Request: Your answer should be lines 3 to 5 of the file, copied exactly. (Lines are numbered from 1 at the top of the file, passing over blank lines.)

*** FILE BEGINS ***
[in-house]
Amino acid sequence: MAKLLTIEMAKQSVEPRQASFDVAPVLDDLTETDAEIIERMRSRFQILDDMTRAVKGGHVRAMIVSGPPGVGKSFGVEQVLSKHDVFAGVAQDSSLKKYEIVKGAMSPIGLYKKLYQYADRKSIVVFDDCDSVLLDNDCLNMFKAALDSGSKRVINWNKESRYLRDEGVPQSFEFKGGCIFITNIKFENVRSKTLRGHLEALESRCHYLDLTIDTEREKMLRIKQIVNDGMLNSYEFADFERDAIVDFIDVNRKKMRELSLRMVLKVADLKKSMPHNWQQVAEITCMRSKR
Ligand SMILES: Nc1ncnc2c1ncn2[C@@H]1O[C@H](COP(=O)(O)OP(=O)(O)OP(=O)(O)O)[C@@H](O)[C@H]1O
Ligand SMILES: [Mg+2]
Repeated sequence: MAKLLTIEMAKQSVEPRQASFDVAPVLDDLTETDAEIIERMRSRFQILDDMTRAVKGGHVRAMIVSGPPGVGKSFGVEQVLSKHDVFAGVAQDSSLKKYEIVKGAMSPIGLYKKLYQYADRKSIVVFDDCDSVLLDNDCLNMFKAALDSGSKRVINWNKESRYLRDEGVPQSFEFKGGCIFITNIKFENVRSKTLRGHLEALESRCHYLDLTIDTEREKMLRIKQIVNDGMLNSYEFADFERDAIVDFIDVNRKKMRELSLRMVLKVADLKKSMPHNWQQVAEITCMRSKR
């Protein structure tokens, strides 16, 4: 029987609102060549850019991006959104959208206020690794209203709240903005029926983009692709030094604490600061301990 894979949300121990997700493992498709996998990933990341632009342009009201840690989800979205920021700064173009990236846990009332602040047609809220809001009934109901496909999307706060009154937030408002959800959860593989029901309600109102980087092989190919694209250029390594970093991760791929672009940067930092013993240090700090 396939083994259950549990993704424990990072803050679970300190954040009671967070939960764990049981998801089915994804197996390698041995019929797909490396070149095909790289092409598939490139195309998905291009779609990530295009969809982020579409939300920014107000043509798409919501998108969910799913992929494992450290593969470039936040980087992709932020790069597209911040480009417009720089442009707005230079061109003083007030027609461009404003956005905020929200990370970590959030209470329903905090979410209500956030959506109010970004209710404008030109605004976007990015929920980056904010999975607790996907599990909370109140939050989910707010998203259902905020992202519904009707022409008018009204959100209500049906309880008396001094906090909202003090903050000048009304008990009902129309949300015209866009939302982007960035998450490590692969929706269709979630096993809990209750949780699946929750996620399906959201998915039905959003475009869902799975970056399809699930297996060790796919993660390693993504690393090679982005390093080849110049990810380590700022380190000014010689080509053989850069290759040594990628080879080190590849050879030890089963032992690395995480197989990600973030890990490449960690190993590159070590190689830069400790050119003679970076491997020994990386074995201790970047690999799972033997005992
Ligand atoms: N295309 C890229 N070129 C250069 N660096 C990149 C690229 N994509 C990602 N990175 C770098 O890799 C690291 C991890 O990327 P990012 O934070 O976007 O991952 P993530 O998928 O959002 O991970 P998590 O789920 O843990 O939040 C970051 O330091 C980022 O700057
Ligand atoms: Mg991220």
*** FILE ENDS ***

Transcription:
Ligand SMILES: Nc1ncnc2c1ncn2[C@@H]1O[C@H](COP(=O)(O)OP(=O)(O)OP(=O)(O)O)[C@@H](O)[C@H]1O
Ligand SMILES: [Mg+2]
Repeated sequence: MAKLLTIEMAKQSVEPRQASFDVAPVLDDLTETDAEIIERMRSRFQILDDMTRAVKGGHVRAMIVSGPPGVGKSFGVEQVLSKHDVFAGVAQDSSLKKYEIVKGAMSPIGLYKKLYQYADRKSIVVFDDCDSVLLDNDCLNMFKAALDSGSKRVINWNKESRYLRDEGVPQSFEFKGGCIFITNIKFENVRSKTLRGHLEALESRCHYLDLTIDTEREKMLRIKQIVNDGMLNSYEFADFERDAIVDFIDVNRKKMRELSLRMVLKVADLKKSMPHNWQQVAEITCMRSKR